By RUMBI CHAKAMBA
As Russia’s invasion of Ukraine enters its second month, attacks on religious freedoms and human rights abuses are reportedly escalating. Sam Mednick who is on the ground in Ukraine reports that religious leaders, local officials, civil society, and journalists are being disappeared or arbitrarily detained, and religious institutions are being destroyed.
Maksym Vasin, the executive director of the Institute for Religious Freedom — which has been documenting Russian attacks on religious freedoms in Ukraine since Russia annexed Crimea in 2014 — tells Sam that the violence has never been as “cruel” as it is now.
“If in 2014 the Russian invaders threatened to kill priests, now they are being killed,” Vasin says. “If previously they expelled believers from Ukrainian churches and prayer houses, now they are destroying them with bombs and missiles strikes.”
IRF has documented the destruction or damage of at least 70 spiritual sites in eight regions as a result of Russian shelling and airstrikes — compared with less than a dozen over the previous eight years. Last week, the Drobitsky Yar Holocaust Memorial near the northeastern city of Kharkiv was reportedly shelled by Russian forces.
Vasin says the Russian army has also killed, captured, or arbitrarily imprisoned at least nine priests and pastors and is particularly targeting religious leaders because they are influential in their communities.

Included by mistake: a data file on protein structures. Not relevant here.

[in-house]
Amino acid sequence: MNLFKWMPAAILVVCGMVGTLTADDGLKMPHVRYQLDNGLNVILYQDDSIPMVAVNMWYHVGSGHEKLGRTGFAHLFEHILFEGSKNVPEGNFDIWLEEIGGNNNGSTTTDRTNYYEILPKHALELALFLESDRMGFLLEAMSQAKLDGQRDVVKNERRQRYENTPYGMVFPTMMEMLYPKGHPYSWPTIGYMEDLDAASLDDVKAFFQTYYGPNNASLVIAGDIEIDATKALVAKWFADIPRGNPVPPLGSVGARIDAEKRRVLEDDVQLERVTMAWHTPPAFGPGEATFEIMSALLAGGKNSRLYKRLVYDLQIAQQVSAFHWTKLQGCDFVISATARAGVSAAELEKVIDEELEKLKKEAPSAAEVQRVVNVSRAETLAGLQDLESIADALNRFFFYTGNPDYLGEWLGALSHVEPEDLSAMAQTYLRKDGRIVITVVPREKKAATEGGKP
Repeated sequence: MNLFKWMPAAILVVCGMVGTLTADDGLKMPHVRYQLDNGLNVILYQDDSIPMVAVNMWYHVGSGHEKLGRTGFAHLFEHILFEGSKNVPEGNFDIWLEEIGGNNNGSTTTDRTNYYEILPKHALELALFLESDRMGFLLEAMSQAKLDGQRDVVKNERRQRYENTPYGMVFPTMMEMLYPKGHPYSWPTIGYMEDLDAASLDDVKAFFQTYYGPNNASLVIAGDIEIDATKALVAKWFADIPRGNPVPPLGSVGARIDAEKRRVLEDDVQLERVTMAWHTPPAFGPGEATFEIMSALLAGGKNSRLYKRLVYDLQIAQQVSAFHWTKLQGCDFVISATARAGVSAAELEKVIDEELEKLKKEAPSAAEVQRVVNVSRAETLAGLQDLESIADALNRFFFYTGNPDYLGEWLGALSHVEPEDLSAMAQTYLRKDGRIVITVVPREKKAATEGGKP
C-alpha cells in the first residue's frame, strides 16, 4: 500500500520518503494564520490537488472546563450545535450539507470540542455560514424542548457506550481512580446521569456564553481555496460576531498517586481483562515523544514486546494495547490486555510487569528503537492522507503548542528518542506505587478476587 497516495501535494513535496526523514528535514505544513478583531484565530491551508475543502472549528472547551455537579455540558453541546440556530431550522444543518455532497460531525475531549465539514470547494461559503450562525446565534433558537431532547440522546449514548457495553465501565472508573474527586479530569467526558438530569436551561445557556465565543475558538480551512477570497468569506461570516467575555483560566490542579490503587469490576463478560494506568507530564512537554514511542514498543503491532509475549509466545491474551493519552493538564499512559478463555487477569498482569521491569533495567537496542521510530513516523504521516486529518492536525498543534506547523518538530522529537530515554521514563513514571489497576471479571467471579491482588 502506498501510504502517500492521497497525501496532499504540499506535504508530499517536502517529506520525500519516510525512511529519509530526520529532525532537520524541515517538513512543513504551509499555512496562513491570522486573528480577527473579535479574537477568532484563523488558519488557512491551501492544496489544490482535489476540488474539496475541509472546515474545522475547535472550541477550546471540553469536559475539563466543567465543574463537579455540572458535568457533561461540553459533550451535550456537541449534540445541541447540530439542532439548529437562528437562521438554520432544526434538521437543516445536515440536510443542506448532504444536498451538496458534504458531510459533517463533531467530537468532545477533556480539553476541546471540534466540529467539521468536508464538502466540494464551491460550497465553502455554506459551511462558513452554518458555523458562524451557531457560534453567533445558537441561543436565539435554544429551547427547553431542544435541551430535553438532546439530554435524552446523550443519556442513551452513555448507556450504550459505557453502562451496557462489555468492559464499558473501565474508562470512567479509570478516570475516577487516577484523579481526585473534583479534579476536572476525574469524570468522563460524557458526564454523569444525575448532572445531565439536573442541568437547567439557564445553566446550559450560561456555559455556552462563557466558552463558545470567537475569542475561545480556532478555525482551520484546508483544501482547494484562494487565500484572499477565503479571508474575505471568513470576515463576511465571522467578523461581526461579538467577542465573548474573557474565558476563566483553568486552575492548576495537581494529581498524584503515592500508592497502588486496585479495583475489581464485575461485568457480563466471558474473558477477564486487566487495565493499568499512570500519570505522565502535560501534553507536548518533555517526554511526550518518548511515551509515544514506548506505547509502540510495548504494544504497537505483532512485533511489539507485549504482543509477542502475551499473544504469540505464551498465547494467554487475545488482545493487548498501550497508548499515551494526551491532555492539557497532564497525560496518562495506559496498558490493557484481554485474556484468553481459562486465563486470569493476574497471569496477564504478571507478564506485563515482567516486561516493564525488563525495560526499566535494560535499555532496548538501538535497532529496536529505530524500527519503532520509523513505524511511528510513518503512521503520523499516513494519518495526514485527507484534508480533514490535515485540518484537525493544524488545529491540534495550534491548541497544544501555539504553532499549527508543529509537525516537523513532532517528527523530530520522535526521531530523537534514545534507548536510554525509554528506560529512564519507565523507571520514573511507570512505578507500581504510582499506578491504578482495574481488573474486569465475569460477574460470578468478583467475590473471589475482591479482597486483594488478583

“Given that the church as an institution of society enjoys the greatest level of trust of the citizens of Ukraine, religious figures are one of the biggest obstacles for the Russian invaders,” he says.
“We have entered into a struggle that has not a physical, but a metaphysical significance.”
— Patriarch Kirill, leader of the Russian Orthodox Church
Kirill, a trusted adviser of Russian President Vladimir Putin, described the Russian invasion of Ukraine as a struggle “for eternal salvation” for ethnic Russians, during his sermon to usher in the beginning of the Orthodox Lent. Though Kirill received criticism for his religious justifications, the United States Institute of Peace says the conflict has “deeply rooted religious significance,” with religious narratives playing a role in the battle for Ukrainian national identity.
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